Our policy committees have had a busy month analysing and responding to proposed changes in the law. We do this to positively influence the creation of a fairer and more just society through our active engagement with the Scottish and United Kingdom Governments, Parliaments, wider stakeholders and our membership.

You can read more about some of the month's highlights below:

The Society responded to two recent Scottish Government consultations relating to social care.

The Society’s response to the proposals for a National Care Service for Scotland highlighted the complexity of the existing landscape of social care in Scotland. The Society’s response called for any proposed new approach to social care to be based on a clear, evidence-based review of existing provision, identification and analysis of current deficiencies, and to include detailed proposals to specifically address the deficiencies identified. The response also highlighted the need for careful consideration of issues of local decision-making, accountability and proportionately, and for any case for change to be linked to a demonstrable public interest justification and to improve outcomes for the end users of social care services.

The Society’s response also highlighted the need for any new legislation relating to social care to contain clear and attributable rights and duties, and effective mechanisms for redress including legal redress. The response noted the ongoing work to incorporate human rights conventions in to Scots Law, and that any new legislation must be based on and fully embed human rights principles. The response also highlighted the importance of transparent decision-making, robust complaints processes and accountability.

The Society’s response noted that the consultation lacked detail in many respects, and called for further evidence to support the consultation proposals, particularly in relation to the scope of the proposed National Care Service.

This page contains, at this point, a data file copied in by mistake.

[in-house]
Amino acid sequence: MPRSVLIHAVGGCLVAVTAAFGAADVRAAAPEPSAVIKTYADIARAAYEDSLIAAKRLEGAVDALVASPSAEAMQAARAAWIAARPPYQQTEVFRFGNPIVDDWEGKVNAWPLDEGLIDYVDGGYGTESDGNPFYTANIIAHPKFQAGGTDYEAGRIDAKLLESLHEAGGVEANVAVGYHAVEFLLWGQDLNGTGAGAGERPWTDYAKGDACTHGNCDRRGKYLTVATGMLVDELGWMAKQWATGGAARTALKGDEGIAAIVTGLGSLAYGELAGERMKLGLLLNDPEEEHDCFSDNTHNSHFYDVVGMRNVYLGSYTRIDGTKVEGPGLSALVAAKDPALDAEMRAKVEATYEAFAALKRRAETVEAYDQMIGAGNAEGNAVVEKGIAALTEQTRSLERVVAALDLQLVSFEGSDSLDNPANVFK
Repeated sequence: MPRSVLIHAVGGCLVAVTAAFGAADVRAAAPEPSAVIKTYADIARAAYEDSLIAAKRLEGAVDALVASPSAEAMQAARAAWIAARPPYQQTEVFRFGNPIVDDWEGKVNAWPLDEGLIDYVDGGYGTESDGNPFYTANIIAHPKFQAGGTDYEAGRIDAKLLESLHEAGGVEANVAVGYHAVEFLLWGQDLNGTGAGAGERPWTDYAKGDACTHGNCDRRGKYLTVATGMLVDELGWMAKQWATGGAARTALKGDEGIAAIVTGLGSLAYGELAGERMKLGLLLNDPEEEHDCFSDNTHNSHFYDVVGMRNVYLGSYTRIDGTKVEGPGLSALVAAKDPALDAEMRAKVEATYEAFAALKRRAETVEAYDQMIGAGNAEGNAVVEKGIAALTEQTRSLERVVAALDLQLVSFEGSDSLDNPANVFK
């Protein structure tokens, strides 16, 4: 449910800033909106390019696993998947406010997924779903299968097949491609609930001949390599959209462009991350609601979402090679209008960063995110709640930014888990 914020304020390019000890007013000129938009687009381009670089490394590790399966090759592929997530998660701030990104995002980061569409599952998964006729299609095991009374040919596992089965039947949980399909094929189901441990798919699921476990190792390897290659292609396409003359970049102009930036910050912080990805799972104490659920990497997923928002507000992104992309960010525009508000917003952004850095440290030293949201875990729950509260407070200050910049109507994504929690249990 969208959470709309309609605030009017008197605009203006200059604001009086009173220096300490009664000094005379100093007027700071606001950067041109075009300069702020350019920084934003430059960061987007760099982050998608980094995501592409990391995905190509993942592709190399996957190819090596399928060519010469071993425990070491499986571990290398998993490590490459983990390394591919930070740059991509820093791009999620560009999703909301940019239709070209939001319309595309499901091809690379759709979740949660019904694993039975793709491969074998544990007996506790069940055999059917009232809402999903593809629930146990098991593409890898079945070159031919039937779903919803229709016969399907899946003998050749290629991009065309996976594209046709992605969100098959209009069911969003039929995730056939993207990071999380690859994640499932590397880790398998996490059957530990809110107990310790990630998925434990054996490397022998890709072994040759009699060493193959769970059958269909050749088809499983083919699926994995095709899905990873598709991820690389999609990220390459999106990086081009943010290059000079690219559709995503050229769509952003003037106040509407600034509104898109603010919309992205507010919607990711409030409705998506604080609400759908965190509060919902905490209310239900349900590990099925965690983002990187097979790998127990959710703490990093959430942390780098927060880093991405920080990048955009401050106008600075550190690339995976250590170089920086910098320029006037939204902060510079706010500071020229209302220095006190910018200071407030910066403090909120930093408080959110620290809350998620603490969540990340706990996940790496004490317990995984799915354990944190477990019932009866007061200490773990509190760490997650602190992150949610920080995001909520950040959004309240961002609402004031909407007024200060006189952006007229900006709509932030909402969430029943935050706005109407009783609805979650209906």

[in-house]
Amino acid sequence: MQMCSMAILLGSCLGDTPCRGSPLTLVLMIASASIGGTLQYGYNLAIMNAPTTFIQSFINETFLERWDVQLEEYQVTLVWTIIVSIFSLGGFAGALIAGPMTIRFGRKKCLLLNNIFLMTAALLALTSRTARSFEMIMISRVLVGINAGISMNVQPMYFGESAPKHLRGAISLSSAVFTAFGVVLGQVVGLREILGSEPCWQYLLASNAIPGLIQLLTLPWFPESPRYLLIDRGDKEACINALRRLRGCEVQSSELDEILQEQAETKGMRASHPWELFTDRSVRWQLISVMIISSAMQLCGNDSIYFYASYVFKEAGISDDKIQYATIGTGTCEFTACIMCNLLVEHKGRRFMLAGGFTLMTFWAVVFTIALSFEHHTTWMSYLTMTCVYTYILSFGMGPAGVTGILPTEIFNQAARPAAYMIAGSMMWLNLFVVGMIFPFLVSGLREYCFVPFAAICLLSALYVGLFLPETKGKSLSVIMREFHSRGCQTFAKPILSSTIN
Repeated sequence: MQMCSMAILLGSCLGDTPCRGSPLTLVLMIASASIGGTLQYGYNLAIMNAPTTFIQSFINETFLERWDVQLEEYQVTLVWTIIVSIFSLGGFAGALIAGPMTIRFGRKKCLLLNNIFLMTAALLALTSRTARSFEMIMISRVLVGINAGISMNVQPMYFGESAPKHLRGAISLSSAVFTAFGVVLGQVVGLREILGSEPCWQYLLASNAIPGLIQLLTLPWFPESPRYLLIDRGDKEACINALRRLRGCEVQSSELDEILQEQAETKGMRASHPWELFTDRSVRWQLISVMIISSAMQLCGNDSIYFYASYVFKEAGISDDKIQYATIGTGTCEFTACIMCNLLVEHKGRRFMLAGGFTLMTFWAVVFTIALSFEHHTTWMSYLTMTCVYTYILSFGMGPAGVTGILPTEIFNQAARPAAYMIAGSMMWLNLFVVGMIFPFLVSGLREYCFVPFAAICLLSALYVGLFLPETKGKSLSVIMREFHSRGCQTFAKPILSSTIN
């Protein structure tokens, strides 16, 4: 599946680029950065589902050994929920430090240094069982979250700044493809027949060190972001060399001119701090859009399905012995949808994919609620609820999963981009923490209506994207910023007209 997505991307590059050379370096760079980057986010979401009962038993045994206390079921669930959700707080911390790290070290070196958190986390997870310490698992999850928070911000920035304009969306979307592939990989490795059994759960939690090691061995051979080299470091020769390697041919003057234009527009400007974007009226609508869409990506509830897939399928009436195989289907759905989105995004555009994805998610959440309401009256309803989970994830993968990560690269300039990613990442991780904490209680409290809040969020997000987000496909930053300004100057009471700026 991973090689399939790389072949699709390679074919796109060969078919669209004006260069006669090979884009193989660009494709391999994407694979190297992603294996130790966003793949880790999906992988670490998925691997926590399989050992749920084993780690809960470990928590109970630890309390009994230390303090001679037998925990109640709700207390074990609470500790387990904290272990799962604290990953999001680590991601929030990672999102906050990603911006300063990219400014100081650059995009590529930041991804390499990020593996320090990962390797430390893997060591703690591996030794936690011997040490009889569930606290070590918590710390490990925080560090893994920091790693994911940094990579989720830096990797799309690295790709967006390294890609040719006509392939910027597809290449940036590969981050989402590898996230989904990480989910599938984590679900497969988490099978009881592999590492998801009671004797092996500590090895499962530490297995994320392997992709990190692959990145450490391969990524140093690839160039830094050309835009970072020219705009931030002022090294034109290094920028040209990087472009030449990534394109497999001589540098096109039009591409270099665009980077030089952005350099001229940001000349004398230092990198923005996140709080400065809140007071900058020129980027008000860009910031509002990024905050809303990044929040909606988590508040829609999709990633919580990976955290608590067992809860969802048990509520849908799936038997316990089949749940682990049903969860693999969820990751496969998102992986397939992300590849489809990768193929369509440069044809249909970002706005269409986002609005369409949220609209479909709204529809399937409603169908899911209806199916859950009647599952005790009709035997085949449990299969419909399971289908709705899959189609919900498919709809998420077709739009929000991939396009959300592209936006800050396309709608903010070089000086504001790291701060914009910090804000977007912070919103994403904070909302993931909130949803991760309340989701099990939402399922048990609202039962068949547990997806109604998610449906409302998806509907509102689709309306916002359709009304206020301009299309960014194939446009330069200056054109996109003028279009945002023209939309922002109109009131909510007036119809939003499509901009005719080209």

The Society’s response to “Anne’s Law”: proposals for adults living in care homes to maintain family and friendship connections also highlighted human rights considerations in a social care context and called for effective mechanisms to allow adults living in care homes to secure their rights.

Both consultations are likely to inform work on proposed primary legislation (a “National Care Service Bill”) expected in the summer of 2022.

Read our responses to both consultations.

Following consideration at committee stage this month, the Law Society issued a statement citing concerns that the Nationality and Borders Bill threatens to create a two-tier asylum system which could result in more unsafe and perilous journeys. Further criticism of the Bill was made for putting those who attempt to save the lives of asylum seekers at sea at risk of facing criminal charges for their action.

It is currently a criminal offence to help an asylum seeker to the UK if it is done for gain, however the new Bill proposes removing the ‘for gain’ element, which could open up anyone who has helped asylum seekers reach the UK facing charges. The Society has raised the question of how the proposals would impact on lifesaving organisations and ships’ masters who save asylum seekers from drowning as they are obliged to do under the UN Convention on the Law of the Sea.

Support from the Society was given to aspects of the Bill which resolve historical injustices, including removing the discriminatory inability for mothers and for unmarried fathers to transmit citizenship, but states that the registration process for this should be free.